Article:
Sales forecasting is important in maintaining a successful e-commerce business. An accurate forecast helps you budget and plan ahead, but forecasting can be tough. Having an organized approach and tracking certain metrics are critical and can give you a recipe for success.

Sales forecasting is a hard task for most e-commerce shops, but it’s incredibly important. Being able to accurately estimate how much your shop will earn in the next months, quarters or years is critical to creating an e-commerce strategy and growing a successful business.

If you aren’t able to predict the demand your store will experience, how can you be sure you’ll have enough stock? If you overestimate the demand, you’ll be left with a ton of extra products (and lose money from storing it) and if you underestimate, you won’t be able to meet your customer’s demands (and lost money)! How can you avoid problems like this? By learning how to accurately forecast your sales and inventory.

Sales forecasting and why it matters

Sales forecasting is simply the act of estimating the amount of sales you expect in the future. This can be broken down more specifically into forecasting for the next month, the next quarter, or the next year.

It’s often a best practice to forecast monthly and then aggregate your forecast into quarters and then into years. The more detailed you can be when you’re forecasting, the better because it’s easy to closely track your progress and update your forecast as things change.

Sales forecasts are often used in inventory management and budget planning, which is why they’re so important. Running an e-commerce store comes with quite a bit of uncertainty because it can be heavily affected by seasonal products. Checking your visitors’ search history can help you identify which seasons are great for your business and which are a bit slower. By knowing this, you can accurately plan your inventory.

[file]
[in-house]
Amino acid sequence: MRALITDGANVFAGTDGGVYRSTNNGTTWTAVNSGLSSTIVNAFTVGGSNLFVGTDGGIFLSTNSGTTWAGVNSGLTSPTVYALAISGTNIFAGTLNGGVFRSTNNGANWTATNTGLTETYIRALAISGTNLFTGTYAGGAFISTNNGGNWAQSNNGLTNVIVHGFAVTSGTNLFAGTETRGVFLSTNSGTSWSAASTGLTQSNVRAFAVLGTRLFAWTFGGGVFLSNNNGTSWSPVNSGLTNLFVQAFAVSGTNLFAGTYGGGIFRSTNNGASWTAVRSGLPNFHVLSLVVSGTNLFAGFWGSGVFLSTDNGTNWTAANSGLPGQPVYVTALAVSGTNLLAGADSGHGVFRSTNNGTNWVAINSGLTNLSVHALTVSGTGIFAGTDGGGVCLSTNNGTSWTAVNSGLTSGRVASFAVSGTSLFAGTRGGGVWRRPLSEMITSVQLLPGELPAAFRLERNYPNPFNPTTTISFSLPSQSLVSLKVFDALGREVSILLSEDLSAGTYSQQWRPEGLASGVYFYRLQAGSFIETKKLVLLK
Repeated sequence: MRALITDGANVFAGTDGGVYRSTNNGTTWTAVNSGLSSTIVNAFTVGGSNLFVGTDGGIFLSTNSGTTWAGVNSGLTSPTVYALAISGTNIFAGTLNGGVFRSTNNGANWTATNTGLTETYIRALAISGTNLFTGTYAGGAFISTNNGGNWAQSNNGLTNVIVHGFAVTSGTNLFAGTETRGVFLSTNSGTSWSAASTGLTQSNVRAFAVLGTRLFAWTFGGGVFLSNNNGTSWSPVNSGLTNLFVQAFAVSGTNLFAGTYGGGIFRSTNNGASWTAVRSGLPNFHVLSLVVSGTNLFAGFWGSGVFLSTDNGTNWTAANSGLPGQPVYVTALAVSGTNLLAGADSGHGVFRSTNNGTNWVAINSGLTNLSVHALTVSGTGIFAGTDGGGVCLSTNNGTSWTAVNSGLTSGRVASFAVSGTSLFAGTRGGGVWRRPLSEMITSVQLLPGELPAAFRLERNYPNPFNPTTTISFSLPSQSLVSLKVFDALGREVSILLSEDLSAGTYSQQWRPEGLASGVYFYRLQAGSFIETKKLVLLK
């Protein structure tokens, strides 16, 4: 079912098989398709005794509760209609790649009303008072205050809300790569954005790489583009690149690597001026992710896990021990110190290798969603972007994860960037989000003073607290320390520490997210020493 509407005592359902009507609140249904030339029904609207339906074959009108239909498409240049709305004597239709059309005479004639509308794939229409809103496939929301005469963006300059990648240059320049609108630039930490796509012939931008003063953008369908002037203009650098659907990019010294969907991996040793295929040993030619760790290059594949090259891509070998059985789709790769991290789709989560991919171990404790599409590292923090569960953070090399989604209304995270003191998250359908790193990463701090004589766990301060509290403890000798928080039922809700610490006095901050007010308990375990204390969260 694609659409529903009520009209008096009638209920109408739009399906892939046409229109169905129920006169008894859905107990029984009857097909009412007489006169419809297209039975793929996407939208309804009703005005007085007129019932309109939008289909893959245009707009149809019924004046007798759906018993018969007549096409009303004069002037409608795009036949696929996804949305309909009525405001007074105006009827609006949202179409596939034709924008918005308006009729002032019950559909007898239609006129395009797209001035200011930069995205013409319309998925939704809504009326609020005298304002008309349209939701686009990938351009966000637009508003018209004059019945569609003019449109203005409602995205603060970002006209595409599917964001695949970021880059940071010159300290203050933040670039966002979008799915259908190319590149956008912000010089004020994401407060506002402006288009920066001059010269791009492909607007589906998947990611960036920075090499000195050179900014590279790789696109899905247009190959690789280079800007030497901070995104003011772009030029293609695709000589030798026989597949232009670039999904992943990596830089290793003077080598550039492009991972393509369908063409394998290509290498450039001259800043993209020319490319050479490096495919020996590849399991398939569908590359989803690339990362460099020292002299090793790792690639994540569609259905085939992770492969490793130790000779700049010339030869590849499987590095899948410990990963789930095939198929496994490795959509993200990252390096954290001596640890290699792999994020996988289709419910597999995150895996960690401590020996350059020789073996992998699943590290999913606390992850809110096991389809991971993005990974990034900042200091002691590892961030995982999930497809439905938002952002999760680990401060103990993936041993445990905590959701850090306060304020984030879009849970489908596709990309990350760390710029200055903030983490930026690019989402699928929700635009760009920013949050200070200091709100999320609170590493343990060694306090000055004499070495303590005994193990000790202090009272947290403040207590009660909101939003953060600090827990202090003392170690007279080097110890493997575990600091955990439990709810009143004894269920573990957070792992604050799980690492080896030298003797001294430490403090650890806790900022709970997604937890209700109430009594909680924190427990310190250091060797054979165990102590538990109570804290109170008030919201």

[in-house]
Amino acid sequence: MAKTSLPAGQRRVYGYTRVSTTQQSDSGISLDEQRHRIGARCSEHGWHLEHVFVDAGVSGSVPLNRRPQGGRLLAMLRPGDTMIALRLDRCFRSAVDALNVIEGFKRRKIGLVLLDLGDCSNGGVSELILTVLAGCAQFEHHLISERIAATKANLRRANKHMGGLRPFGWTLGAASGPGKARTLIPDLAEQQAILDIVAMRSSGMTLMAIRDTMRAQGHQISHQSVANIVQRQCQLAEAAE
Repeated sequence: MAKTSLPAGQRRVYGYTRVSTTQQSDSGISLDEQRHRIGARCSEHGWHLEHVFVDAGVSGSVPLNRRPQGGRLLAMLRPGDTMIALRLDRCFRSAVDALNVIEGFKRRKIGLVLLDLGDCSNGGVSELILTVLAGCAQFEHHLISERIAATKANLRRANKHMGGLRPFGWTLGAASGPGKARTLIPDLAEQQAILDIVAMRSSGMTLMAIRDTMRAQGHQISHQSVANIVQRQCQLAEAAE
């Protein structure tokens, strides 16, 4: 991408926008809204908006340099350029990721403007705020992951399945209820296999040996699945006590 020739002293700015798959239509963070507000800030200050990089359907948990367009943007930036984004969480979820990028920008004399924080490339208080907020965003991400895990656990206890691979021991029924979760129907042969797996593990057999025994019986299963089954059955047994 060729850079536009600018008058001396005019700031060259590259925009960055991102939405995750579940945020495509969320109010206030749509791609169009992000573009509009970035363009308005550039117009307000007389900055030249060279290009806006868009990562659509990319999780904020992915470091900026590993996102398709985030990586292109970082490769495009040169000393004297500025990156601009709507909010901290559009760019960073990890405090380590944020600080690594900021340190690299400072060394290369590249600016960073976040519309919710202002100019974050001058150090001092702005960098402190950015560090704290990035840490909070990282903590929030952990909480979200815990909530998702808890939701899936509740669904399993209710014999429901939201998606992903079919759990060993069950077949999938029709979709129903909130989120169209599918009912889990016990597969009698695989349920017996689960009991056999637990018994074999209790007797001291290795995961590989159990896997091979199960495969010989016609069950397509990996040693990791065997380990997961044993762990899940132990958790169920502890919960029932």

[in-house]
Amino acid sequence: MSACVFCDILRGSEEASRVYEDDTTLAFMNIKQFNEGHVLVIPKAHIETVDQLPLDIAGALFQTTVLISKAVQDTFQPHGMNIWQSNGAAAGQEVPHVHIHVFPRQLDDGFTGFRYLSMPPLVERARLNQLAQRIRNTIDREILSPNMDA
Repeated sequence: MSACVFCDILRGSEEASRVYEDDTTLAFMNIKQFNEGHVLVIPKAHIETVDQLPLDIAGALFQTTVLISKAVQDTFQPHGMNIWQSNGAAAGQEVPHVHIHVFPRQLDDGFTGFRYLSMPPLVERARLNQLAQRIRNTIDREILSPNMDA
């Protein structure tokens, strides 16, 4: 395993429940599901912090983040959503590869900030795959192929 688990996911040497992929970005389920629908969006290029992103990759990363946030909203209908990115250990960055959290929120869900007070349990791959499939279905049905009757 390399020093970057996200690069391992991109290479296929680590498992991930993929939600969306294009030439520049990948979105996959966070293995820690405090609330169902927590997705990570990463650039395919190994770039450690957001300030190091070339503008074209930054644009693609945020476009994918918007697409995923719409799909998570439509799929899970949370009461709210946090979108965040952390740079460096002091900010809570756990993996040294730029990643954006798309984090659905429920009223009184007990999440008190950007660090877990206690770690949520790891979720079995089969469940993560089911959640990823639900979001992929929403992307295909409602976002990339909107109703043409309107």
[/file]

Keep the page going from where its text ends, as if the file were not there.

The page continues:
In order to keep your store in the black year-round, you need to carefully plan, but without being able to accurately estimate your income or inventory, this task can seem nearly impossible. That’s where sales forecasting can help.

E-commerce stores often make money seasonally and some seasons are much more lucrative. Without knowing how much you can expect in each season, you can’t accurately plan your yearly budget and might run out of money in a slow season. If that doesn’t convince you it’s important, I don’t know what will.

What to track when forecasting sales

There are quite a few ways to format your forecast and different metrics to track, but we will cover the most comprehensive (and simplest) way. Of course, if you’re just about to open an e-commerce shop or your store is brand new, you won’t have data to work from, but you can try to check your competitors’ information and estimate a forecast or benchmark where you think you should be.

Table 1. Sales forecasting

 

Channel 1

Channel 2 (optional)

Channel 3 (optional)

Number of products sold (monthly)

 

 

 

Average number of products in cart (monthly)

   

 

Average number of visitors (monthly)

   

 

Number of customers who complete a purchase (monthly)

   

 

Percentage of sales from new customers (monthly)

   

 

Percentage of sales from repeat customers (monthly)

   

 

Monthly revenue

 

--

--

Monthly cost of all goods sold

 

--

--

Monthly gross margin

 

--

--

Source: Author’s own work

Before you can begin actually forecasting, you have to define your forecast period. You can plan most effectively if you forecast 12 months in advance – however, the smaller the time interval you forecast, the more accurate it will be. Additionally, when making your forecast, think about all the channels you sell products on and break your metrics down this way – this will also improve accuracy.

If you have an online store, but your products are also re-sold by others, make sure to note this down and differentiate your forecasts. It’s easiest to make your forecast on an Excel spreadsheet.

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